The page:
Thursday, April 14, 2011

Refugee in Kobe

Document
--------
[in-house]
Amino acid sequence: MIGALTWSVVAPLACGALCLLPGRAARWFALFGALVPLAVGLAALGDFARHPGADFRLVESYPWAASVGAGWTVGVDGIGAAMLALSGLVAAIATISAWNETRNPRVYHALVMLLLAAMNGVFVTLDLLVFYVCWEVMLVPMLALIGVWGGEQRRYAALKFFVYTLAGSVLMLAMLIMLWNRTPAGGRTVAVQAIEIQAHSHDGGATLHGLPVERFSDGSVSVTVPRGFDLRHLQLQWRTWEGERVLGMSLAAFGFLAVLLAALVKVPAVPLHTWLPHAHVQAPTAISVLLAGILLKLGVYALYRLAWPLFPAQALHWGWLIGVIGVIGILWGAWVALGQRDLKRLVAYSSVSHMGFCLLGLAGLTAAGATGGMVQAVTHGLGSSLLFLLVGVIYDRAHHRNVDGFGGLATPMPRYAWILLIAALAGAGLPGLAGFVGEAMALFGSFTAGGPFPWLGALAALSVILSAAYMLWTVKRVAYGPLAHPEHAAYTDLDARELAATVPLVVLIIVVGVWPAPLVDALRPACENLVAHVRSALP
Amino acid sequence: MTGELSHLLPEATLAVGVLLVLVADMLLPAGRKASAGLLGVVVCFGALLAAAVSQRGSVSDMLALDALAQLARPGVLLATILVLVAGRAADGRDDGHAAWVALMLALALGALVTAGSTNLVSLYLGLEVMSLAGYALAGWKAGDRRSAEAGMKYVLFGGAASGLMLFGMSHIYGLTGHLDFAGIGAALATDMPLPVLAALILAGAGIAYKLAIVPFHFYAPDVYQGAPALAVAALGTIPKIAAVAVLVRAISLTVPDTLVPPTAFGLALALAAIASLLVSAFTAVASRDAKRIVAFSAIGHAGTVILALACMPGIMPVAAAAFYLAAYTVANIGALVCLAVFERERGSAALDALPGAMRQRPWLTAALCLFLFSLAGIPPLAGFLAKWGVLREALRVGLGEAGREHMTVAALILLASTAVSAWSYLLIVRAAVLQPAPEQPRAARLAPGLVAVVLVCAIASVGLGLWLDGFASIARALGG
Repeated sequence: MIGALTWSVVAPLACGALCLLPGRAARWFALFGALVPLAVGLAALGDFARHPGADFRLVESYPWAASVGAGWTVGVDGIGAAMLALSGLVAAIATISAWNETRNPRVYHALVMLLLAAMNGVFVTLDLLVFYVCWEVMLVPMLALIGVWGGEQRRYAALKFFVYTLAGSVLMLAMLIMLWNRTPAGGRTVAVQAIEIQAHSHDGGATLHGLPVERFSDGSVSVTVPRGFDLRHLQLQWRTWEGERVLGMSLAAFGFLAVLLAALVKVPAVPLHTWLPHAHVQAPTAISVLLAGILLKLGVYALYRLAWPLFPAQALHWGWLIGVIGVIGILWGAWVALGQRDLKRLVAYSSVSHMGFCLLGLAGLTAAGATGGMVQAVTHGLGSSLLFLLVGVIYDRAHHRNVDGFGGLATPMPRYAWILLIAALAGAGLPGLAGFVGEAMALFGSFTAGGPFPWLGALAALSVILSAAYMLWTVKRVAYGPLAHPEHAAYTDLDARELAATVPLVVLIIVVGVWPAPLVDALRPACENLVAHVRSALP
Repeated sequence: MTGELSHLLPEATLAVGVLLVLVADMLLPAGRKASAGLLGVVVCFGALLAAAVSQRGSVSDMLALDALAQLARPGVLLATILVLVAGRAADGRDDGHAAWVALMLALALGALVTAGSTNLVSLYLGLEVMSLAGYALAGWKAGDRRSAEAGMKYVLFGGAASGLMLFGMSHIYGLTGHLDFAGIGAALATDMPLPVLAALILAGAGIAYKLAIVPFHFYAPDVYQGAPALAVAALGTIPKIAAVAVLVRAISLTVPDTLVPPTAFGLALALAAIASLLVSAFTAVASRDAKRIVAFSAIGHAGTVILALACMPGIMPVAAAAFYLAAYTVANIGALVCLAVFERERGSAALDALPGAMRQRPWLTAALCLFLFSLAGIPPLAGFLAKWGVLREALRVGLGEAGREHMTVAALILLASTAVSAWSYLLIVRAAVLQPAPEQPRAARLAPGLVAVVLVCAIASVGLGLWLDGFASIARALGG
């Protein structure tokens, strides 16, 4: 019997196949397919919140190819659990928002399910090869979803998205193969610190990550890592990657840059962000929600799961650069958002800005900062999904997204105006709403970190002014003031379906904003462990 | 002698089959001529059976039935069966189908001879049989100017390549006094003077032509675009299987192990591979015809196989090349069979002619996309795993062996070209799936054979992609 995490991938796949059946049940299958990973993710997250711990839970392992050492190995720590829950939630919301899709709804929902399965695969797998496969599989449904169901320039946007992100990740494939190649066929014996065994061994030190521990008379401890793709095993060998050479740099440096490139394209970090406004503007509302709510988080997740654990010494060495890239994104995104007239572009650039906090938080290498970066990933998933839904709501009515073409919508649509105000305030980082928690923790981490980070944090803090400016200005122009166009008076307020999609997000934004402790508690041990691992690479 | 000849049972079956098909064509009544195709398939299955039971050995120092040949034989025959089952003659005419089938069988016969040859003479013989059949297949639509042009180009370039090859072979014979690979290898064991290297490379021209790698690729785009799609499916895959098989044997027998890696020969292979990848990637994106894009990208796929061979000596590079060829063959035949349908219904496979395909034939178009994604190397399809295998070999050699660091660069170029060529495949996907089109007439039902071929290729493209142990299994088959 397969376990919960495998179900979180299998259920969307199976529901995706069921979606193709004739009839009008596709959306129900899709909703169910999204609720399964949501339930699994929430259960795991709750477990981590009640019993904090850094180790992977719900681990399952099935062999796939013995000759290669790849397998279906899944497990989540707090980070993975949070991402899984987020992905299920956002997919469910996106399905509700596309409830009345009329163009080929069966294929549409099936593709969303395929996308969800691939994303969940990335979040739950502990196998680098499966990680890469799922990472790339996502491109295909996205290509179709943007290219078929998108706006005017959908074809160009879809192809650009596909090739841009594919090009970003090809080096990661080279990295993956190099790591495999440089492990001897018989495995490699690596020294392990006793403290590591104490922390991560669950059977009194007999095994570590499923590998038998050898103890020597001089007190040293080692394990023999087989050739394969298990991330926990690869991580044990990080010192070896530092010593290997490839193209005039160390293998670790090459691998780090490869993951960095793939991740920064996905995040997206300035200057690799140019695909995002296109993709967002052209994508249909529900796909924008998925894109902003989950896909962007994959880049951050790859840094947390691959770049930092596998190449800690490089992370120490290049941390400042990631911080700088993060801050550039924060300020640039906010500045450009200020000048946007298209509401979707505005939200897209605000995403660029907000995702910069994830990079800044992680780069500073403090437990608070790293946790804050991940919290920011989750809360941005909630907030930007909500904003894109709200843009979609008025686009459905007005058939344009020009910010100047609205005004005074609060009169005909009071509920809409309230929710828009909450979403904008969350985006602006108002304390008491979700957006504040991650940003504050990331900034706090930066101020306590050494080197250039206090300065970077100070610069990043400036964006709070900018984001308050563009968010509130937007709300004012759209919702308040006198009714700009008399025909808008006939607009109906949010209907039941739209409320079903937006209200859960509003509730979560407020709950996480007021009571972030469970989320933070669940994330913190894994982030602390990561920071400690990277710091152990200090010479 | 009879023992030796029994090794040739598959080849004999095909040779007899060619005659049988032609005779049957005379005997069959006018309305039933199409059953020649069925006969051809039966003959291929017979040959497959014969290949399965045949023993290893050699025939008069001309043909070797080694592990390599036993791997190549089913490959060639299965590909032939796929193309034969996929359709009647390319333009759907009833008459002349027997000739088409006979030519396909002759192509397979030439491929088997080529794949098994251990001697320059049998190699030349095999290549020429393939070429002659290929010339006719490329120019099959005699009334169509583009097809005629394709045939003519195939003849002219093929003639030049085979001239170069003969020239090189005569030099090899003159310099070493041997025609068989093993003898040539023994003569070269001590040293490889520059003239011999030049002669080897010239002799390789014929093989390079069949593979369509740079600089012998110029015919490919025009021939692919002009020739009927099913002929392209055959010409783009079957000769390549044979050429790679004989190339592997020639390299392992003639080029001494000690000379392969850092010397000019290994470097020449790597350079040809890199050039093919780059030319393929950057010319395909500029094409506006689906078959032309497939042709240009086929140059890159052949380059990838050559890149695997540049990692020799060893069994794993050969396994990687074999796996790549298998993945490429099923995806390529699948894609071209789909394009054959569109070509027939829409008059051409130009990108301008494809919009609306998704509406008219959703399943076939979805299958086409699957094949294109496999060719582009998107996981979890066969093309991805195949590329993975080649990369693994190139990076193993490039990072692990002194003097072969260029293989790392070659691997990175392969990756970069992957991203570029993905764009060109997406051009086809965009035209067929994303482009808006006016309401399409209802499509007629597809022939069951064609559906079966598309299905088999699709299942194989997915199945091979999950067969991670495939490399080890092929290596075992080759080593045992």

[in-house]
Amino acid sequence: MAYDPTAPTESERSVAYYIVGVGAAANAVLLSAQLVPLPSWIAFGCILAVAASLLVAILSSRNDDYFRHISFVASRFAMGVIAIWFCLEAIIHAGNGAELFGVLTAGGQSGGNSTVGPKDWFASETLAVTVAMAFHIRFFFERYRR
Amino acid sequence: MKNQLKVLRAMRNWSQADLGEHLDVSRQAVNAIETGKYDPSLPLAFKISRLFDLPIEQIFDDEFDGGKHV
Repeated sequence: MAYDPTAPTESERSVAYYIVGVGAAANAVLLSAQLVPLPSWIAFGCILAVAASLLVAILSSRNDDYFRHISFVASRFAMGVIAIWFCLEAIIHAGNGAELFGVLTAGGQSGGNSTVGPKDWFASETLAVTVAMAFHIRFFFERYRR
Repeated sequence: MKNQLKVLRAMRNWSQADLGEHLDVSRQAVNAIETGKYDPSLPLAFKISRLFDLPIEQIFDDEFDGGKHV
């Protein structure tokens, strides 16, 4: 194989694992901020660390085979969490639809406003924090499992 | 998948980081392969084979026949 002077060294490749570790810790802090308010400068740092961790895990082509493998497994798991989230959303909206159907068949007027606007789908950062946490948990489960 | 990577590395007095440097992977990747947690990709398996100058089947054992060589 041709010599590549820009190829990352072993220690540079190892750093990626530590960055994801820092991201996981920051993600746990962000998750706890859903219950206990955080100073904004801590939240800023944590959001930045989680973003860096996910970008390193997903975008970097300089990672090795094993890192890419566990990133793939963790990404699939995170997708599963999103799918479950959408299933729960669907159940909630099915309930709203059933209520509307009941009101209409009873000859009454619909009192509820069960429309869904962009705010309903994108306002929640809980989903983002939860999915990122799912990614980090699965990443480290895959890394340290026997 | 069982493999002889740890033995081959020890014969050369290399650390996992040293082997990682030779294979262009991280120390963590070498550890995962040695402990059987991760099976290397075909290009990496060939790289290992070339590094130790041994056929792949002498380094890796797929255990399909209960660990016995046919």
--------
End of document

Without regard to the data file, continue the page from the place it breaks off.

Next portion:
The earthquake caught us during the Vulcanus mid-term reporting session on March 11th. We were all in the EU-Japan Centre building giving our presentations and making plans for the evening reunion party. Just 5 minutes before the coffee break the shaking started and left us quite panicked under the desks. For all of us, including the Japanese, the earthquake was the strongest we'd experienced in our lives and we were just glad the ceiling hadn't come down on our heads, which at some point seemed very much possible. Fortunately, the epicentre was too far from Tokyo to do any significant damage to the city, apart from a few collapsed buildings or fires, especially in the industrialized area around Odaiba. The trains, however, stopped, as well as the mobile phone networks, but the peninsulas surrounding the Tokyo Bay shielded the city from any tsunami threat. At first we didn't quite realise how serious the disaster was and would be for Japan and our lives here, but it slowly got to us as we spent the rest of the day watching the horrible news from the north and, well... drinking, to celebrate we were together and alive. Late at night, the trains started running again, so I went back home, almost suffocating in a wagon packed with commuters returning to their families after a few worried hours of imprisonment in the shaky capital. Most of the Vulcanus students were still in the centre and some of them, especially those living to the north of Tokyo, wouldn't be able to come back home for weeks.